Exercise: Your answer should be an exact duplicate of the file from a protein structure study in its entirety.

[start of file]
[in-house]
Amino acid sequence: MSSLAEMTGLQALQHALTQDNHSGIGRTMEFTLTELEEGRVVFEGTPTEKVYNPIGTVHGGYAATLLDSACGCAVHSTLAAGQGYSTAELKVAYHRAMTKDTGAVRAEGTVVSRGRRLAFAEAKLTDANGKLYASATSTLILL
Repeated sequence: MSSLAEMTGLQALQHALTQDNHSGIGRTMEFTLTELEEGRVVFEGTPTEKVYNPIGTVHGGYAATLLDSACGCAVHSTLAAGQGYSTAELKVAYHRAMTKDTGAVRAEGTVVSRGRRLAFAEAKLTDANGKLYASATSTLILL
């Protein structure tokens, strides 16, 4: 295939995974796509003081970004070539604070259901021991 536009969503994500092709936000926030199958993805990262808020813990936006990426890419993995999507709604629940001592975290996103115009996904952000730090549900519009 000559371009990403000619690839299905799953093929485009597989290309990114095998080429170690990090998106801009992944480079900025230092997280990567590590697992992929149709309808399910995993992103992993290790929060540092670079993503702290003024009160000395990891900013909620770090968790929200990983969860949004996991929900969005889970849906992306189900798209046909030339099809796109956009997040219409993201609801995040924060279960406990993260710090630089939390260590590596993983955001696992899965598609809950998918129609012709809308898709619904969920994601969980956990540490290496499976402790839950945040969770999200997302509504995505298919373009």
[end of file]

[in-house]
Amino acid sequence: MSSLAEMTGLQALQHALTQDNHSGIGRTMEFTLTELEEGRVVFEGTPTEKVYNPIGTVHGGYAATLLDSACGCAVHSTLAAGQGYSTAELKVAYHRAMTKDTGAVRAEGTVVSRGRRLAFAEAKLTDANGKLYASATSTLILL
Repeated sequence: MSSLAEMTGLQALQHALTQDNHSGIGRTMEFTLTELEEGRVVFEGTPTEKVYNPIGTVHGGYAATLLDSACGCAVHSTLAAGQGYSTAELKVAYHRAMTKDTGAVRAEGTVVSRGRRLAFAEAKLTDANGKLYASATSTLILL
């Protein structure tokens, strides 16, 4: 295939995974796509003081970004070539604070259901021991 536009969503994500092709936000926030199958993805990262808020813990936006990426890419993995999507709604629940001592975290996103115009996904952000730090549900519009 000559371009990403000619690839299905799953093929485009597989290309990114095998080429170690990090998106801009992944480079900025230092997280990567590590697992992929149709309808399910995993992103992993290790929060540092670079993503702290003024009160000395990891900013909620770090968790929200990983969860949004996991929900969005889970849906992306189900798209046909030339099809796109956009997040219409993201609801995040924060279960406990993260710090630089939390260590590596993983955001696992899965598609809950998918129609012709809308898709619904969920994601969980956990540490290496499976402790839950945040969770999200997302509504995505298919373009």